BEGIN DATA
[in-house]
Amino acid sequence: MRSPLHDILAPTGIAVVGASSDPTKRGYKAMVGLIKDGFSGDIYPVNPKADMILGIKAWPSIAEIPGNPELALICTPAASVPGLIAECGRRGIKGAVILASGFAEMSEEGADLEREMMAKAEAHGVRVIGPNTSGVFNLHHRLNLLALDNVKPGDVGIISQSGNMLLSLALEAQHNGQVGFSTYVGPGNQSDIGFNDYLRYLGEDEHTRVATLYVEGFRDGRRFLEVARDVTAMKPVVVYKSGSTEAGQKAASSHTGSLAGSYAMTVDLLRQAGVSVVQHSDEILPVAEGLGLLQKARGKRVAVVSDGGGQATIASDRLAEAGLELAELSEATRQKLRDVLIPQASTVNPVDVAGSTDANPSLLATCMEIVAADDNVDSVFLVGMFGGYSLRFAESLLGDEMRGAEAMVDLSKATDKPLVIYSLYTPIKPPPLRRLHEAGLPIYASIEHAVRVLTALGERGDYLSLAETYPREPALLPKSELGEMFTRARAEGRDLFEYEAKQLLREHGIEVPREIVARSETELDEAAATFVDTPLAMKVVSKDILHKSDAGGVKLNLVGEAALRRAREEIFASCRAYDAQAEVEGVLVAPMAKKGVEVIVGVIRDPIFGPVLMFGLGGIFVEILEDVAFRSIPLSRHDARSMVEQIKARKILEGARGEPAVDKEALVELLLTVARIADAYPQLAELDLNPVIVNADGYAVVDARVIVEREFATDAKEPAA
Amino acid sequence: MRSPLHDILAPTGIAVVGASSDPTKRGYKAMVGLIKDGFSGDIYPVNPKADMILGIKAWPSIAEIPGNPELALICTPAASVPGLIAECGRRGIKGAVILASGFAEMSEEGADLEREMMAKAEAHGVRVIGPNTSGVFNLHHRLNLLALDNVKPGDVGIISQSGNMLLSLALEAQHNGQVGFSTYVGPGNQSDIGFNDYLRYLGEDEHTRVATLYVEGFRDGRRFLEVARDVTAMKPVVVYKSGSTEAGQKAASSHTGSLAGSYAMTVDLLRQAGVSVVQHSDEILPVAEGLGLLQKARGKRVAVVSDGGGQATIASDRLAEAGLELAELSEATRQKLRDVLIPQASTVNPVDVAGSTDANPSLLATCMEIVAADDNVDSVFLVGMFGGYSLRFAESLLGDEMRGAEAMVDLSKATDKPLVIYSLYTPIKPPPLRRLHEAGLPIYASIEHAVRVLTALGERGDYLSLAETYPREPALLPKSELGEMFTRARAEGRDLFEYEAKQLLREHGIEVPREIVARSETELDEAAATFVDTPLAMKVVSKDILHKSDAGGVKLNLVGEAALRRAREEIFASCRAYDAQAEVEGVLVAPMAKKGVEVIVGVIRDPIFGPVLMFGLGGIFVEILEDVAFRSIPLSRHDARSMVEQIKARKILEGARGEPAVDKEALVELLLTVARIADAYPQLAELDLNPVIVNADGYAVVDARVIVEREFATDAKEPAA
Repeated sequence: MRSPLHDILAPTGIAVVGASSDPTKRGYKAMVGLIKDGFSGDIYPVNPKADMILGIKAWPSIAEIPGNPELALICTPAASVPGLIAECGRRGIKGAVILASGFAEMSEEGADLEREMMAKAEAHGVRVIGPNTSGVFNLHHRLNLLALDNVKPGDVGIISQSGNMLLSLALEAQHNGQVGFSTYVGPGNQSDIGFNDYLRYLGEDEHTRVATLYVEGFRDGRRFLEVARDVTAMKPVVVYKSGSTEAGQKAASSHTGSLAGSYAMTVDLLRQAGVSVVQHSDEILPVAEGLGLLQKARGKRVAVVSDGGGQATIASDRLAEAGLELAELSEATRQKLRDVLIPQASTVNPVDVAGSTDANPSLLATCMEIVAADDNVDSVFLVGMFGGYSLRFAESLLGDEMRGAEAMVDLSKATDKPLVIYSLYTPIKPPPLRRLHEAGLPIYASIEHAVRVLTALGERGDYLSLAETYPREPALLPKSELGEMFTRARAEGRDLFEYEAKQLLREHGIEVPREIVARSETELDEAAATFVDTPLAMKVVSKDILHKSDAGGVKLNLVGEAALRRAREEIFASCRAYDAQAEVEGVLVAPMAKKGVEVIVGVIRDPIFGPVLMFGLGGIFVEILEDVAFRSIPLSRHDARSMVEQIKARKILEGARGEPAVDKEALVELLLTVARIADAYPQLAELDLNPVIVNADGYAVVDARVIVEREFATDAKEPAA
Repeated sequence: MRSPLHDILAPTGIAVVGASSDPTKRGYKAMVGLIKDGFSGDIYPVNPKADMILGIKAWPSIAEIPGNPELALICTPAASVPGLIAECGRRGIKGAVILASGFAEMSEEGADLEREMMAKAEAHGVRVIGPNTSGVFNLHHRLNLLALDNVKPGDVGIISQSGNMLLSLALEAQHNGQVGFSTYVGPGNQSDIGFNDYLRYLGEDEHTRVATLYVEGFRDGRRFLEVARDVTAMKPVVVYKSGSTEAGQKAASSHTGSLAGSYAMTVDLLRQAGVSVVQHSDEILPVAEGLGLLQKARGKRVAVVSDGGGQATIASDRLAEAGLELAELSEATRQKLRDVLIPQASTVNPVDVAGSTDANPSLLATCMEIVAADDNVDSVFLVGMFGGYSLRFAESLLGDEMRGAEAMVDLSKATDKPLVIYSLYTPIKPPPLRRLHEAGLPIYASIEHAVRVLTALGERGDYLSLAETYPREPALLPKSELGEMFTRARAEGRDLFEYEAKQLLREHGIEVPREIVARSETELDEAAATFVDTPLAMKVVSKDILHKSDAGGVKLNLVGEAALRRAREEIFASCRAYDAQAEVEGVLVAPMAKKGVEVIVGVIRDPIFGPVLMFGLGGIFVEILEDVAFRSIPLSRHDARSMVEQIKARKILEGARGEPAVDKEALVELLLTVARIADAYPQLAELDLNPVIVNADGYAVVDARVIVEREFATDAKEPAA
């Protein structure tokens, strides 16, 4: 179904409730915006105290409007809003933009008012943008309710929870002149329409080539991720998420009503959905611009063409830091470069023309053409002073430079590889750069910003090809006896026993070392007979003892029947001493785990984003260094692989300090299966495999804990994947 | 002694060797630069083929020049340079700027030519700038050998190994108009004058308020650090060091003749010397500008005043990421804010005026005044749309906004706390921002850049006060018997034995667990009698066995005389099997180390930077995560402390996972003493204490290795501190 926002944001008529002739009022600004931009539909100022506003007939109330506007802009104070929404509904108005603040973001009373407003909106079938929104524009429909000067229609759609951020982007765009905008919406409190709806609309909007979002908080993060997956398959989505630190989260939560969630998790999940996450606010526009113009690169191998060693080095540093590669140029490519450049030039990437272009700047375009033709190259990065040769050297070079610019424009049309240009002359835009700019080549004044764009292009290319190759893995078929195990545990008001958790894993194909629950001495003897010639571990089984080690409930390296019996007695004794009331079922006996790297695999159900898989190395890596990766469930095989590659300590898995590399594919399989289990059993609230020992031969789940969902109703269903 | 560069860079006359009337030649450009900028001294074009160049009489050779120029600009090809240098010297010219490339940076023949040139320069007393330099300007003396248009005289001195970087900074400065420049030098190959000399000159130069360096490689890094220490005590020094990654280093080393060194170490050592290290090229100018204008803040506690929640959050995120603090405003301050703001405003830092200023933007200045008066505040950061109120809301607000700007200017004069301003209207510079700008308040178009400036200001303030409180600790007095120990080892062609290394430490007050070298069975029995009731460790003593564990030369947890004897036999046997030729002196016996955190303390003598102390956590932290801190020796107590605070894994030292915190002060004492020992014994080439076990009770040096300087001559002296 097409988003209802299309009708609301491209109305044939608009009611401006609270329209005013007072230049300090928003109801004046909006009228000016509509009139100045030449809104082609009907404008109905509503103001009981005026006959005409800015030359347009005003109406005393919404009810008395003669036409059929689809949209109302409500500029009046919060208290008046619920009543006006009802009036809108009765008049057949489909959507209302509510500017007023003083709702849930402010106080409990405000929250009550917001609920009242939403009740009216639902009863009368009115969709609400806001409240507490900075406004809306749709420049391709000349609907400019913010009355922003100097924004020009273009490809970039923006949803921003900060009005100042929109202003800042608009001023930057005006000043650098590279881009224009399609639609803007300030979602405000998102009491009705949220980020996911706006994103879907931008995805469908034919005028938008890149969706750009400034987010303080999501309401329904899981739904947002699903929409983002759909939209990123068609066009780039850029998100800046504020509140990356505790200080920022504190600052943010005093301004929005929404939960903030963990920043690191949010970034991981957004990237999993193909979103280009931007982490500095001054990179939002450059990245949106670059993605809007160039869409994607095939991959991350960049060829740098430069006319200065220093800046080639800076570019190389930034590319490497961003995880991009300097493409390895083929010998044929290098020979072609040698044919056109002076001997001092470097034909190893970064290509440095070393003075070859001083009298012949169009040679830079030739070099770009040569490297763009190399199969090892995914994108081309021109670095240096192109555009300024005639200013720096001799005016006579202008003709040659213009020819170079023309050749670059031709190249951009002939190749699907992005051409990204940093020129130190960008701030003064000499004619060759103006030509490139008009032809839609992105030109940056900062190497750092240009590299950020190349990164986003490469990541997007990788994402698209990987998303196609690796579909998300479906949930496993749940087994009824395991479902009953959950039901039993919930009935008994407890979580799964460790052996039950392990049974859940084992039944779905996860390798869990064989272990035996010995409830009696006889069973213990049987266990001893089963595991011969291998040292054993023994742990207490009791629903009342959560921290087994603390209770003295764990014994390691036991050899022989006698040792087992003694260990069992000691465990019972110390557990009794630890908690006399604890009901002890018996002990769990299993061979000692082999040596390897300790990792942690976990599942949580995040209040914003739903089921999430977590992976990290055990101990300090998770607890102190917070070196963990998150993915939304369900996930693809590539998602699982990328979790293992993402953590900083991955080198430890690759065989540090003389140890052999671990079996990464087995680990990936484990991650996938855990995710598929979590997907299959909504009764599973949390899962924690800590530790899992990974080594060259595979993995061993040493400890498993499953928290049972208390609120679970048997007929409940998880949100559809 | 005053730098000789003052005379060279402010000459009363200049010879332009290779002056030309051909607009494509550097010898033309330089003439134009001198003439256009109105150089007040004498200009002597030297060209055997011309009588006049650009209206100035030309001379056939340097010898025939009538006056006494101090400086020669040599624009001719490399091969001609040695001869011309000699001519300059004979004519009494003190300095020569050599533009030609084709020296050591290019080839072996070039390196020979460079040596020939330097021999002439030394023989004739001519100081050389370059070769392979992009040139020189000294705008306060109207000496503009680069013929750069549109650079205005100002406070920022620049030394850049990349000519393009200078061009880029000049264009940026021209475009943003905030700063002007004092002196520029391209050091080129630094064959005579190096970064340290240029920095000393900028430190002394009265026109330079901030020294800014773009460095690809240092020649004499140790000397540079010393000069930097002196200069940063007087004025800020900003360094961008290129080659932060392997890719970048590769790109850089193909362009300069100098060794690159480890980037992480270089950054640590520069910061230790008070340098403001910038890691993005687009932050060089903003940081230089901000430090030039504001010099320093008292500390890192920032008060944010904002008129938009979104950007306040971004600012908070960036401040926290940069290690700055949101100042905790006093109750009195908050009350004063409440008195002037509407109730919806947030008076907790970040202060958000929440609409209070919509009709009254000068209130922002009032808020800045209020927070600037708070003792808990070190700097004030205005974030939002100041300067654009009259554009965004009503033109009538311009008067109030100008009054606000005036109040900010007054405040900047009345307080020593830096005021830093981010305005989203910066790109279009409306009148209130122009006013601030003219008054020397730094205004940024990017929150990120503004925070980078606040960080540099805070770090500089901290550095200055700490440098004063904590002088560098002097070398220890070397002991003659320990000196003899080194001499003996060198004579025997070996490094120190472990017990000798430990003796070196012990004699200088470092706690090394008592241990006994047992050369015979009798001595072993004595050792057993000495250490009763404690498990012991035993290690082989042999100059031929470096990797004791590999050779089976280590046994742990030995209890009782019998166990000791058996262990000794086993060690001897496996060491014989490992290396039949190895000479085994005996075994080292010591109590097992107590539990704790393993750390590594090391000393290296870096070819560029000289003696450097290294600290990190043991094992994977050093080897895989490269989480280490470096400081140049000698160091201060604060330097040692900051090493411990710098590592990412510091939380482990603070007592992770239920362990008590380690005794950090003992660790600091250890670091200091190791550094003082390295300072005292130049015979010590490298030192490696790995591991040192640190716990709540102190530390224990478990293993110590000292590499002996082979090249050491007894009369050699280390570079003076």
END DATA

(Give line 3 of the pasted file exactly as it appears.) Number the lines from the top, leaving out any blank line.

Amino acid sequence: MRSPLHDILAPTGIAVVGASSDPTKRGYKAMVGLIKDGFSGDIYPVNPKADMILGIKAWPSIAEIPGNPELALICTPAASVPGLIAECGRRGIKGAVILASGFAEMSEEGADLEREMMAKAEAHGVRVIGPNTSGVFNLHHRLNLLALDNVKPGDVGIISQSGNMLLSLALEAQHNGQVGFSTYVGPGNQSDIGFNDYLRYLGEDEHTRVATLYVEGFRDGRRFLEVARDVTAMKPVVVYKSGSTEAGQKAASSHTGSLAGSYAMTVDLLRQAGVSVVQHSDEILPVAEGLGLLQKARGKRVAVVSDGGGQATIASDRLAEAGLELAELSEATRQKLRDVLIPQASTVNPVDVAGSTDANPSLLATCMEIVAADDNVDSVFLVGMFGGYSLRFAESLLGDEMRGAEAMVDLSKATDKPLVIYSLYTPIKPPPLRRLHEAGLPIYASIEHAVRVLTALGERGDYLSLAETYPREPALLPKSELGEMFTRARAEGRDLFEYEAKQLLREHGIEVPREIVARSETELDEAAATFVDTPLAMKVVSKDILHKSDAGGVKLNLVGEAALRRAREEIFASCRAYDAQAEVEGVLVAPMAKKGVEVIVGVIRDPIFGPVLMFGLGGIFVEILEDVAFRSIPLSRHDARSMVEQIKARKILEGARGEPAVDKEALVELLLTVARIADAYPQLAELDLNPVIVNADGYAVVDARVIVEREFATDAKEPAA